Western food is traditionally based on the consumption of cereals, and in particular of different kinds of wheat, one of them being buckwheat, appreciated by Breton crews, which would have anti-scorbutic properties.
On land, as this was an indispensable product, the control of cereals, like that of salt, was a privilege (for which the King paid), and the intermediary of the owners and operators of grain mills, obligatory points of passage between the producers, who supplied the grain, and the users of the flour.
Flour is hygroscopic and attracts parasitic insects, a long conservation of cereals on board, before vacuum packaging was invented, may be preferable in the form of grains, rather than flour in barrels, a commodity that we commonly see in the supply inventories of this period.
In this case, the grain would have to be ground every day. For a ship of 100 people, the quantity to be processed is of the order of a 50 kg bag of grain per day, the grinding of which is a significant chore.
The hand-held grinding wheel
Small or medium quantities of wheat can be processed by hand by crushing between two small stone millstones of about 60 cms in diameter and 10 / 15 cm thick, each weighing a few dozen kilos (depending on the density of the stone).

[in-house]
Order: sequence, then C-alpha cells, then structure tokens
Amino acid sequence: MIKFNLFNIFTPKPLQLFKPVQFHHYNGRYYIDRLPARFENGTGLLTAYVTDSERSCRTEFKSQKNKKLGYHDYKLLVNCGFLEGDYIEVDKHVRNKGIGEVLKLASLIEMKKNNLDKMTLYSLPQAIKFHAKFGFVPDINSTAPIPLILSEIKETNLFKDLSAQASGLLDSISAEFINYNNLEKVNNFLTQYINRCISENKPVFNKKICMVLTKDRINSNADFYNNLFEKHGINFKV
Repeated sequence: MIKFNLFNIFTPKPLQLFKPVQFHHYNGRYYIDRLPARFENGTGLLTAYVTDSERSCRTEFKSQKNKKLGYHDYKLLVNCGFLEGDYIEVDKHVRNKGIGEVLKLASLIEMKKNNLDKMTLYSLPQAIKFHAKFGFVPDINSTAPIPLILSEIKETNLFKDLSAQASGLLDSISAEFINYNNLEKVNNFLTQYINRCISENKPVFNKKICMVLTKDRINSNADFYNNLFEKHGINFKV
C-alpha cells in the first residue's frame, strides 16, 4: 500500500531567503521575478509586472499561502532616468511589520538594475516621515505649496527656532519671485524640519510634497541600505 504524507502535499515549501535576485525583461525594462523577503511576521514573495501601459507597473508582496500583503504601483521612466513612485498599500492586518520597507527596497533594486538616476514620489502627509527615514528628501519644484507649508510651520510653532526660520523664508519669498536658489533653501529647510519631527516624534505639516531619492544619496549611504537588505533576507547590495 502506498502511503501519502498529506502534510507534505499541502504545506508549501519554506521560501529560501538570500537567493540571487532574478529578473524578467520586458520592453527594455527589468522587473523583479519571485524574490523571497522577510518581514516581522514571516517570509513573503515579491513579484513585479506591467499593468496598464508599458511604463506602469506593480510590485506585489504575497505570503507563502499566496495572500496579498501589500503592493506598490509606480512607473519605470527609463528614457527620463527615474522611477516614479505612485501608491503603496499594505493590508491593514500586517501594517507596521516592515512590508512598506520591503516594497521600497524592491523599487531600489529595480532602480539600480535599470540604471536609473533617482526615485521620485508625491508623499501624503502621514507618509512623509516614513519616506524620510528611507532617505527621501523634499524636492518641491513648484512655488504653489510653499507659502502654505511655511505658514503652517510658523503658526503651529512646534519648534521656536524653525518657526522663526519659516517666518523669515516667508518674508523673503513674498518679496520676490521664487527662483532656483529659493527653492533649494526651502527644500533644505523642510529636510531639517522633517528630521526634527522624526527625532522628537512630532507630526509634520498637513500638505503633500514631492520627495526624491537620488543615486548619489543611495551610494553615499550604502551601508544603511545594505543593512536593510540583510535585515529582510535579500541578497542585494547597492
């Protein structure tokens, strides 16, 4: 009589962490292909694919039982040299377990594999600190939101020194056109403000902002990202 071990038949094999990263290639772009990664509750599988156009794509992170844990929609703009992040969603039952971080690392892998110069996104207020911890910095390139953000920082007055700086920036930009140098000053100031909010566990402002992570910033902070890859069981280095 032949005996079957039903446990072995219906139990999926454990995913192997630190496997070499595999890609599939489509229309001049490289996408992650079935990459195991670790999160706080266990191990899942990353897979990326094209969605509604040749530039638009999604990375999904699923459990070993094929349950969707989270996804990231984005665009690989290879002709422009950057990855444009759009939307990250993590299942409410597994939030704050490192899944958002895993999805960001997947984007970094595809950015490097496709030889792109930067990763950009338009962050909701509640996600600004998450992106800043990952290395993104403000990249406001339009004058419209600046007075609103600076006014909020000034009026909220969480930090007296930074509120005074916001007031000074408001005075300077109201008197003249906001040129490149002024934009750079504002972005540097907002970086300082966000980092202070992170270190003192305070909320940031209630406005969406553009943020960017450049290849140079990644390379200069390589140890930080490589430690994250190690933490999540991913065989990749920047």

The device includes:
- a stationary grinding wheel with a slightly convex, ridged friction surface to help the flour flow from the center where it is introduced to the outside. This is fixed to the base of the flour container. A small hole is drilled in the center of the receptacle to allow the rotation axis to pass through, sealed by a wooden “boitard” which prevents the flour from flowing around this axis.
- a running or rotating grinding wheel, encircled with steel, whose friction surface is slightly convex. It has a handle on the upper periphery to directly control its rotation. But the drive of the rotating wheel is generally linked to the essential centering axis common to both wheels, the rotation of the upper wheel being controlled by the “annulus“, an iron connecting piece fixed on this axis, which is housed in two notches dug in the stone on the lower face of the rotating wheel.
- The axis of the rotating wheel must not only allow the passage of the axis, but also the introduction of the grain, coming from a hopper, introduced by a “distribution trough” in the “oeillard”, circular iron piece lining the large recess of the rotating wheel. The trough undergoes jolts related to the rotation of the grinding wheels to distribute the grain in the “oeillard”.
In the next article, you will find the description of the windmill embarked in the De Langle’ ship.